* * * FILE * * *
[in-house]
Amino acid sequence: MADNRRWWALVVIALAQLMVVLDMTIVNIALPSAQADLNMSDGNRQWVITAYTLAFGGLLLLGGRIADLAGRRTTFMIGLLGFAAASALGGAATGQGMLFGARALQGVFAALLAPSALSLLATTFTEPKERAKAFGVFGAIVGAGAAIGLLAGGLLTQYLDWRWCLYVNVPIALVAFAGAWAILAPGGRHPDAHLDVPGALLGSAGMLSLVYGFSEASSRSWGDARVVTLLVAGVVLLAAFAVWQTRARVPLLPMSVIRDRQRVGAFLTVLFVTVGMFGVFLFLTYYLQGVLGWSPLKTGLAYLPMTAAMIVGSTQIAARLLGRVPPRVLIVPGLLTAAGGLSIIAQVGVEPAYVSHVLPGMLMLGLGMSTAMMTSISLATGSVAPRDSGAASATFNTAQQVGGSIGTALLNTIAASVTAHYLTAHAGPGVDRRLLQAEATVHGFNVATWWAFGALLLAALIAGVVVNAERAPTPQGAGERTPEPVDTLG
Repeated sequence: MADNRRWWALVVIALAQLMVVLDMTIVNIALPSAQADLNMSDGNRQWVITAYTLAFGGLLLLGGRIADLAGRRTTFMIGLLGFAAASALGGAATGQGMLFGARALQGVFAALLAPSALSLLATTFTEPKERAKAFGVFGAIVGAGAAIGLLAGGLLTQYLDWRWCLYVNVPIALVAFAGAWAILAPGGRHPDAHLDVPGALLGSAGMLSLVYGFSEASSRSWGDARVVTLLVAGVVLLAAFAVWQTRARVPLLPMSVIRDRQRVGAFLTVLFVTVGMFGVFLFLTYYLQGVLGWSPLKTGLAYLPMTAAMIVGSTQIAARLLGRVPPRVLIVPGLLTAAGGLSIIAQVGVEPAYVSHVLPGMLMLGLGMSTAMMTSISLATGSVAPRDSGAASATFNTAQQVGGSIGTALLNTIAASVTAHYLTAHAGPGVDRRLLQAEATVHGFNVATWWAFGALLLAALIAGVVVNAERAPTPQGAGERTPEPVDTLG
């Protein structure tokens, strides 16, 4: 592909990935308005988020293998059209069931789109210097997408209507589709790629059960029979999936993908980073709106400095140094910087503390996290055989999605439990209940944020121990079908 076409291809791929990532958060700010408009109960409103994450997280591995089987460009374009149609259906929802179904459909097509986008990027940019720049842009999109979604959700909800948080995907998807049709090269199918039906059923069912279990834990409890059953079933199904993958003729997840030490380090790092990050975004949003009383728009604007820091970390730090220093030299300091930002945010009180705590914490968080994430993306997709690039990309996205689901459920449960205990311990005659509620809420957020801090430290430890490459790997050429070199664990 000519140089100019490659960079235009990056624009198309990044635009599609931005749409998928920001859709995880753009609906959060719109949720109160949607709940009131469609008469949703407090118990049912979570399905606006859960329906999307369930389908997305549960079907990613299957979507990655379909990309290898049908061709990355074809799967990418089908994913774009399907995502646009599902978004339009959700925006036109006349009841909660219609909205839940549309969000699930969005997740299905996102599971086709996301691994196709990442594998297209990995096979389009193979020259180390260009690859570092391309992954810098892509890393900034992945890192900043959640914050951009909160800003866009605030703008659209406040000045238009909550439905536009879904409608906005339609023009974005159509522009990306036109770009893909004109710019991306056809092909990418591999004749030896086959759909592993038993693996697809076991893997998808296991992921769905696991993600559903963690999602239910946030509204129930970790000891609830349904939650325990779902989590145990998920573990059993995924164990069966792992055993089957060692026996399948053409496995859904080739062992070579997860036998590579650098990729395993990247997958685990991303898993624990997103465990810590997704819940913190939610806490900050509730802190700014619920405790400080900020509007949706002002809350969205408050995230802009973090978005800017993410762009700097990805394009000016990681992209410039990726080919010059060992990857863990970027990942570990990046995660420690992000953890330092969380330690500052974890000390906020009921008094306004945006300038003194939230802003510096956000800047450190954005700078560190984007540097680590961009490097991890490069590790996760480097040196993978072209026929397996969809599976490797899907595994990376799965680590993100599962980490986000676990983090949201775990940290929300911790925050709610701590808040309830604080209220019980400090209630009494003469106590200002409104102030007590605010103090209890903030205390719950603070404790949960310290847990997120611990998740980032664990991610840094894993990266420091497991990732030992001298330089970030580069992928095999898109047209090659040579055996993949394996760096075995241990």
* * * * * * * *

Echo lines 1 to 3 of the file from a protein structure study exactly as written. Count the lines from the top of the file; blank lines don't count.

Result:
[in-house]
Amino acid sequence: MADNRRWWALVVIALAQLMVVLDMTIVNIALPSAQADLNMSDGNRQWVITAYTLAFGGLLLLGGRIADLAGRRTTFMIGLLGFAAASALGGAATGQGMLFGARALQGVFAALLAPSALSLLATTFTEPKERAKAFGVFGAIVGAGAAIGLLAGGLLTQYLDWRWCLYVNVPIALVAFAGAWAILAPGGRHPDAHLDVPGALLGSAGMLSLVYGFSEASSRSWGDARVVTLLVAGVVLLAAFAVWQTRARVPLLPMSVIRDRQRVGAFLTVLFVTVGMFGVFLFLTYYLQGVLGWSPLKTGLAYLPMTAAMIVGSTQIAARLLGRVPPRVLIVPGLLTAAGGLSIIAQVGVEPAYVSHVLPGMLMLGLGMSTAMMTSISLATGSVAPRDSGAASATFNTAQQVGGSIGTALLNTIAASVTAHYLTAHAGPGVDRRLLQAEATVHGFNVATWWAFGALLLAALIAGVVVNAERAPTPQGAGERTPEPVDTLG
Repeated sequence: MADNRRWWALVVIALAQLMVVLDMTIVNIALPSAQADLNMSDGNRQWVITAYTLAFGGLLLLGGRIADLAGRRTTFMIGLLGFAAASALGGAATGQGMLFGARALQGVFAALLAPSALSLLATTFTEPKERAKAFGVFGAIVGAGAAIGLLAGGLLTQYLDWRWCLYVNVPIALVAFAGAWAILAPGGRHPDAHLDVPGALLGSAGMLSLVYGFSEASSRSWGDARVVTLLVAGVVLLAAFAVWQTRARVPLLPMSVIRDRQRVGAFLTVLFVTVGMFGVFLFLTYYLQGVLGWSPLKTGLAYLPMTAAMIVGSTQIAARLLGRVPPRVLIVPGLLTAAGGLSIIAQVGVEPAYVSHVLPGMLMLGLGMSTAMMTSISLATGSVAPRDSGAASATFNTAQQVGGSIGTALLNTIAASVTAHYLTAHAGPGVDRRLLQAEATVHGFNVATWWAFGALLLAALIAGVVVNAERAPTPQGAGERTPEPVDTLG